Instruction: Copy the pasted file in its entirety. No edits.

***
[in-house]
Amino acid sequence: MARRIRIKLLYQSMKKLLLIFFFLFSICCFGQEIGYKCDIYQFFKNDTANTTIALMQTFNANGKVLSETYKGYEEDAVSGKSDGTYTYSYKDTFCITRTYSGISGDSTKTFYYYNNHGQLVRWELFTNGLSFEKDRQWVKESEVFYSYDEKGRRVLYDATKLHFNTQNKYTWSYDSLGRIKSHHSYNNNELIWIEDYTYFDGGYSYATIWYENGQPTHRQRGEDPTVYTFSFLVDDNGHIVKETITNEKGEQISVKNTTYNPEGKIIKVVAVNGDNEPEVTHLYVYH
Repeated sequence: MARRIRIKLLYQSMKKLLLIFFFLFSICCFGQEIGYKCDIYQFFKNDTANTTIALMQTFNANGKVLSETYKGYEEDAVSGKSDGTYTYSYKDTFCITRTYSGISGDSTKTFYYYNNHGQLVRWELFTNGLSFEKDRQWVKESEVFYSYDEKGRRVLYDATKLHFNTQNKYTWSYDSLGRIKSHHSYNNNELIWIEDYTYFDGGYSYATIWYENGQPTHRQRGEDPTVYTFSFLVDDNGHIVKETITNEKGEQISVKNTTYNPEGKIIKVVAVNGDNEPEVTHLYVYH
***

[in-house]
Amino acid sequence: MARRIRIKLLYQSMKKLLLIFFFLFSICCFGQEIGYKCDIYQFFKNDTANTTIALMQTFNANGKVLSETYKGYEEDAVSGKSDGTYTYSYKDTFCITRTYSGISGDSTKTFYYYNNHGQLVRWELFTNGLSFEKDRQWVKESEVFYSYDEKGRRVLYDATKLHFNTQNKYTWSYDSLGRIKSHHSYNNNELIWIEDYTYFDGGYSYATIWYENGQPTHRQRGEDPTVYTFSFLVDDNGHIVKETITNEKGEQISVKNTTYNPEGKIIKVVAVNGDNEPEVTHLYVYH
Repeated sequence: MARRIRIKLLYQSMKKLLLIFFFLFSICCFGQEIGYKCDIYQFFKNDTANTTIALMQTFNANGKVLSETYKGYEEDAVSGKSDGTYTYSYKDTFCITRTYSGISGDSTKTFYYYNNHGQLVRWELFTNGLSFEKDRQWVKESEVFYSYDEKGRRVLYDATKLHFNTQNKYTWSYDSLGRIKSHHSYNNNELIWIEDYTYFDGGYSYATIWYENGQPTHRQRGEDPTVYTFSFLVDDNGHIVKETITNEKGEQISVKNTTYNPEGKIIKVVAVNGDNEPEVTHLYVYH